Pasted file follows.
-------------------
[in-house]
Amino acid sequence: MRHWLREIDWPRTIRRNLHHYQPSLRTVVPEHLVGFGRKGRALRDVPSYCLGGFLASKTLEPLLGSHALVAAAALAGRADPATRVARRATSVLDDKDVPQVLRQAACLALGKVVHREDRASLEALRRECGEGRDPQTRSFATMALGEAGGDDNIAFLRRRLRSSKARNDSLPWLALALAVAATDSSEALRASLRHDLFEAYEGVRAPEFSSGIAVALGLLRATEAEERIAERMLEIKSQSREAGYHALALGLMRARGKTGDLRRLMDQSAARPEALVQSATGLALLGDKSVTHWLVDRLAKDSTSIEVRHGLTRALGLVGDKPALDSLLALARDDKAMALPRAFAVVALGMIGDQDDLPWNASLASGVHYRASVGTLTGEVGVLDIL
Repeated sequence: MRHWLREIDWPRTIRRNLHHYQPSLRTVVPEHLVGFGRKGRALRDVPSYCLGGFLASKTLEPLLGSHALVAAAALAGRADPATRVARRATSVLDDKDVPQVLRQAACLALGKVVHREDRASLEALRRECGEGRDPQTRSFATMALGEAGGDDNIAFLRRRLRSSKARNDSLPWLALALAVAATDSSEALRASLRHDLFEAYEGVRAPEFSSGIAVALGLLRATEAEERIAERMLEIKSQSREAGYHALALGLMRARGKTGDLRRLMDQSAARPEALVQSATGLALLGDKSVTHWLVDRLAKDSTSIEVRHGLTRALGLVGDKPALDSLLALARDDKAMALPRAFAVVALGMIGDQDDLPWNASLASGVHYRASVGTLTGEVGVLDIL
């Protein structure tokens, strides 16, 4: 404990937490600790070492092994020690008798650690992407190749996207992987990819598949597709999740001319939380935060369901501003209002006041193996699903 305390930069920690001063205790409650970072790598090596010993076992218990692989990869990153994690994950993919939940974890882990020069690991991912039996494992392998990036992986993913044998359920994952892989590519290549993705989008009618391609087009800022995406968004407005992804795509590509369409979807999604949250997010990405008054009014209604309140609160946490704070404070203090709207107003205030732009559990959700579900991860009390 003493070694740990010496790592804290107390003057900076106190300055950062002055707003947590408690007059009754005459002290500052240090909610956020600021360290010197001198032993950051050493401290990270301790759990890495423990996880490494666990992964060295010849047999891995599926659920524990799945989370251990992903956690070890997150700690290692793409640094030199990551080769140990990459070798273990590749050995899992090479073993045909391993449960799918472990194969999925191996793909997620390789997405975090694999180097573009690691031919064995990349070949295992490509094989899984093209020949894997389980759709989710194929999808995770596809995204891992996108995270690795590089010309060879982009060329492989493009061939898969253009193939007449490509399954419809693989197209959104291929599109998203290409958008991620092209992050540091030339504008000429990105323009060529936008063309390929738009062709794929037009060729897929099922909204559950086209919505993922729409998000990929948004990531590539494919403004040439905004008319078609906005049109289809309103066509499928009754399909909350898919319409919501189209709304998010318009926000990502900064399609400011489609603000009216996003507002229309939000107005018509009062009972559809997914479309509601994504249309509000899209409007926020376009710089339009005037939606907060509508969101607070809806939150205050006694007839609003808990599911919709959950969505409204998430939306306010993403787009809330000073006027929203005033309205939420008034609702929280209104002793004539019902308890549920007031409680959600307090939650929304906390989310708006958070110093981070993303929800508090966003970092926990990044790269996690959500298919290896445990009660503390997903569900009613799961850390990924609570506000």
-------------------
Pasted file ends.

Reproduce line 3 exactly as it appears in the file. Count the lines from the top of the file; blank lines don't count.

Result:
Repeated sequence: MRHWLREIDWPRTIRRNLHHYQPSLRTVVPEHLVGFGRKGRALRDVPSYCLGGFLASKTLEPLLGSHALVAAAALAGRADPATRVARRATSVLDDKDVPQVLRQAACLALGKVVHREDRASLEALRRECGEGRDPQTRSFATMALGEAGGDDNIAFLRRRLRSSKARNDSLPWLALALAVAATDSSEALRASLRHDLFEAYEGVRAPEFSSGIAVALGLLRATEAEERIAERMLEIKSQSREAGYHALALGLMRARGKTGDLRRLMDQSAARPEALVQSATGLALLGDKSVTHWLVDRLAKDSTSIEVRHGLTRALGLVGDKPALDSLLALARDDKAMALPRAFAVVALGMIGDQDDLPWNASLASGVHYRASVGTLTGEVGVLDIL